Targeted Radionuclide Therapy – Advancing Precision Oncology

At Clovis Oncology, we are committed to advancing the fight against cancer and realizing the promise of precision medicine for cancer. We aim to develop precision therapies to better serve patients and ensure the right drug gets to the right patient. To that end, Clovis is developing a pipeline of novel targeted radionuclide therapies for cancer treatment and imaging. Our lead candidate, FAP-2286 is a peptide-targeted radionuclide therapy that binds to fibroblast activation protein and has the potential to treat multiple tumor types in a “pan-cancer” approach.

For more information and to view FAP-2286 scientific presentations click here

How Clovis Aims to Shape the Next Generation of Oncology Treatments

Targeted Radionuclide Therapy — An Emerging Class of Cancer Therapeutic and Imaging Agents

The goal of targeted radionuclide therapy is to enable potent yet controlled delivery of radiation treatment directly to the tumor environment while minimizing radiation exposure to normal tissue. In addition, targeted radionuclides can also be used as imaging agents to select patients for therapeutic applications; this is known as “theranostics.”

Radiation Therapy Precisely Delivered

Radiation therapy can be highly effective in treating cancer, or alleviating symptoms in patients with untreatable advanced stage cancers. Approximately half of all cancer patients will receive radiation therapy at some point in their treatment, which uses externally or internally delivered x-rays, protons or other high energy particles to target and destroy cancer cells. While improved technological approaches have reduced healthy tissue deterioration, traditional radiotherapy still causes side effects that can be difficult for some patients to tolerate. In addition, traditional radiotherapy is unable to target more than one site of disease, limiting its utility for patients with metastatic cancer. However, traditional radiotherapy remains one of oncology’s most powerful treatment tools.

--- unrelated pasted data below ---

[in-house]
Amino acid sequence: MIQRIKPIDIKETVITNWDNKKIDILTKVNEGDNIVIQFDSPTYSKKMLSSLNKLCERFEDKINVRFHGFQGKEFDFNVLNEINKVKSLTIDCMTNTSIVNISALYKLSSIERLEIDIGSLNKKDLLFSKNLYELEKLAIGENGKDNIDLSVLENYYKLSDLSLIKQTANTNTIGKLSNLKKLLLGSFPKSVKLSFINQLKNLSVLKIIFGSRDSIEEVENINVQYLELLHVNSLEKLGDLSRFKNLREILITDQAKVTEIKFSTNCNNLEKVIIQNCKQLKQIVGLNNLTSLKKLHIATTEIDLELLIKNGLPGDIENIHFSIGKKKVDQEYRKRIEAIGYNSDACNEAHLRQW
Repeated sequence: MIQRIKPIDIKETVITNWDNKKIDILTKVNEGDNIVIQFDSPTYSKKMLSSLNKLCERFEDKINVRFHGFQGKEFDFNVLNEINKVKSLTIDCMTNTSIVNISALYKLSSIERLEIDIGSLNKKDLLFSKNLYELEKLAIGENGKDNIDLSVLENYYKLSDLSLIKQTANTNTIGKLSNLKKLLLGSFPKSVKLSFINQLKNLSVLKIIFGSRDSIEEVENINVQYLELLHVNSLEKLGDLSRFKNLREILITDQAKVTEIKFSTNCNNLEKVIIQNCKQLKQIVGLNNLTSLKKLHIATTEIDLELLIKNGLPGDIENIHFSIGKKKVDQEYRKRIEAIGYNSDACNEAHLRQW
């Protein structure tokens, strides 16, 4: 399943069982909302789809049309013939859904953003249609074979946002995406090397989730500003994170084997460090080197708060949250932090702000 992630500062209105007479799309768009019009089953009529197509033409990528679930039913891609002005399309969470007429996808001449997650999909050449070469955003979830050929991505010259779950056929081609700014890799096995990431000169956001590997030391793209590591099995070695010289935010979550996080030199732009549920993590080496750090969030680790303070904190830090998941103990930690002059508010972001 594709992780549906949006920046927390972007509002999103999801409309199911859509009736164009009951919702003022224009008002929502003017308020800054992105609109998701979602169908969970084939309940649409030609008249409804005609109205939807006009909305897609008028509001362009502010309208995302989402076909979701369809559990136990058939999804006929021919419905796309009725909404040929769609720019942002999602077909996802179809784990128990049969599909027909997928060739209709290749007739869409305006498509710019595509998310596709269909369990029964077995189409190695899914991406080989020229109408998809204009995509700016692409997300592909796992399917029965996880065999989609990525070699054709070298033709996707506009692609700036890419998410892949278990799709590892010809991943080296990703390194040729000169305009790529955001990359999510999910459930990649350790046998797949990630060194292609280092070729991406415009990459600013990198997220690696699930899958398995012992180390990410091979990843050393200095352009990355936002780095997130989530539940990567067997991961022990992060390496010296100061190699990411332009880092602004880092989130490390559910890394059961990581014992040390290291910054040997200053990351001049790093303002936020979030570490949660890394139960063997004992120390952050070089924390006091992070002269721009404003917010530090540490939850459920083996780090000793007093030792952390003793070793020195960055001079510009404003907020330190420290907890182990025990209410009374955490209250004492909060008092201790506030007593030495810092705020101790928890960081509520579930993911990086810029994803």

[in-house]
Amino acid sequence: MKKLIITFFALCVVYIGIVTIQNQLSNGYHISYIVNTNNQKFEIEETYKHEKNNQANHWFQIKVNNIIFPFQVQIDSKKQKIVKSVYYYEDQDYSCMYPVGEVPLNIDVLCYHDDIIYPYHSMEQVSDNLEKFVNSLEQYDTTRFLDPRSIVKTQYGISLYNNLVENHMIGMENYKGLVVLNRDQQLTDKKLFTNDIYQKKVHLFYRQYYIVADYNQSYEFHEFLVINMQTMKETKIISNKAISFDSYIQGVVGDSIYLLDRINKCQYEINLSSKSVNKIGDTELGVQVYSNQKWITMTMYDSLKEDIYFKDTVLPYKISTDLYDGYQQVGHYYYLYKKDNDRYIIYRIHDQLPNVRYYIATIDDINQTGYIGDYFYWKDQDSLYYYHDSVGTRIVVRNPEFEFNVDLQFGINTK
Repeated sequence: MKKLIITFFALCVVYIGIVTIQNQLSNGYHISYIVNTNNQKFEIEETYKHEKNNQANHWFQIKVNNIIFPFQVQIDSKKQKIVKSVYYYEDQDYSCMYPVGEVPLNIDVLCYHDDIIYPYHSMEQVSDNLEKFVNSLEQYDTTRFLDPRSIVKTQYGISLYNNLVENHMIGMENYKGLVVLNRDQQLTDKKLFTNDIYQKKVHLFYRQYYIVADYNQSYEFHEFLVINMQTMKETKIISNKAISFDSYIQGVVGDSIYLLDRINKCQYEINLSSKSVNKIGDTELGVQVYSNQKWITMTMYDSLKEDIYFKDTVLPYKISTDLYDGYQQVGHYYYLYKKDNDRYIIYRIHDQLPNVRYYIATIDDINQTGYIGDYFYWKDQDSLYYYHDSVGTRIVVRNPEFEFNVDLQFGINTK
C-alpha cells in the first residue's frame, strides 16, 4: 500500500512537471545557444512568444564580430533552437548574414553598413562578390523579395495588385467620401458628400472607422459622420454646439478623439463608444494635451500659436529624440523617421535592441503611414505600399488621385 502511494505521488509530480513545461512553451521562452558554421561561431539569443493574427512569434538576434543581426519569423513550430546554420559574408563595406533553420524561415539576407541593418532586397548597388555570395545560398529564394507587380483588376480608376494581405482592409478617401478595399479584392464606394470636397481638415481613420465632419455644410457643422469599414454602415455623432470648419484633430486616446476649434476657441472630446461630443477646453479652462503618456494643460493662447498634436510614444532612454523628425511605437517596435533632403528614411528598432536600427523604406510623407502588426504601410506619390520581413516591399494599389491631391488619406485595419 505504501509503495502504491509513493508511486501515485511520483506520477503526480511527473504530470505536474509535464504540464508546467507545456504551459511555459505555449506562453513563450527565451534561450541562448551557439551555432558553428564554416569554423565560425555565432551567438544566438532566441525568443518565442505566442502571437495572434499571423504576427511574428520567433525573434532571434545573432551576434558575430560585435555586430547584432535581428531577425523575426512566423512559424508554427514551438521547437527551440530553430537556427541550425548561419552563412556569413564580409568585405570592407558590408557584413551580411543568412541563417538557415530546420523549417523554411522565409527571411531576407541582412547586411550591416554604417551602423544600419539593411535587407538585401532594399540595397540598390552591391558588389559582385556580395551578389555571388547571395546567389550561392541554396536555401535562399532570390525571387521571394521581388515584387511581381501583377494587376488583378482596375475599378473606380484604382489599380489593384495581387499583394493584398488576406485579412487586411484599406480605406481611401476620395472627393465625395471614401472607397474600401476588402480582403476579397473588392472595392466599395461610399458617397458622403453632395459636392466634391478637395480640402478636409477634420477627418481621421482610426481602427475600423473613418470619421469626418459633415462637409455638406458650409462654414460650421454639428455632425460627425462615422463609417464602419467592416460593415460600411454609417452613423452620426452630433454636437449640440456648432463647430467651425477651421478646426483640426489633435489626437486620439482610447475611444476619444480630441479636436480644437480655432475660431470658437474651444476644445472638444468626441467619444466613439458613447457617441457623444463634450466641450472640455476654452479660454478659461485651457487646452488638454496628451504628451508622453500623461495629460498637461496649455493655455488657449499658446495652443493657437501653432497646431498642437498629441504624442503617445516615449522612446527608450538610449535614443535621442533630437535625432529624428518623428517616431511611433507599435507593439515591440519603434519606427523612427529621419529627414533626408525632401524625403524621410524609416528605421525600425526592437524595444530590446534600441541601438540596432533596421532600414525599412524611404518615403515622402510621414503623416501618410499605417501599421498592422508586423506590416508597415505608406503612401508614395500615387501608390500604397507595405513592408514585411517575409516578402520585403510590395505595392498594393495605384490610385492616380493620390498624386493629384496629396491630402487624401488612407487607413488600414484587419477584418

This novel approach to tumor treatment — targeted radionuclide therapy — is reengineering the use of radiation treatments in precision oncology and delivering a new class of cancer therapies. The goal of targeted radionuclide therapy development is to combine alpha-, beta- or gamma-particle emitting isotopes — or radionuclides — with peptides, antibodies, or small molecules, to develop therapies with high specificity for certain types of tumors. Delivered to the patient intravenously, targeted radionuclide therapies are designed to travel directly to the tumor to deliver therapeutic radiation with high precision. This precision is intended to focus delivery of the radiation to the tumor tissue while minimizing radiation exposure to normal tissue.

Targeted radionuclide therapies have the potential to deliver therapeutic doses of radiation with high specificity for certain types of tumors.

Targeted radionuclide therapies have the potential to deliver therapeutic doses of radiation with high specificity for certain types of tumors.

Theranostics: Seeing What we Treat — Treating What we See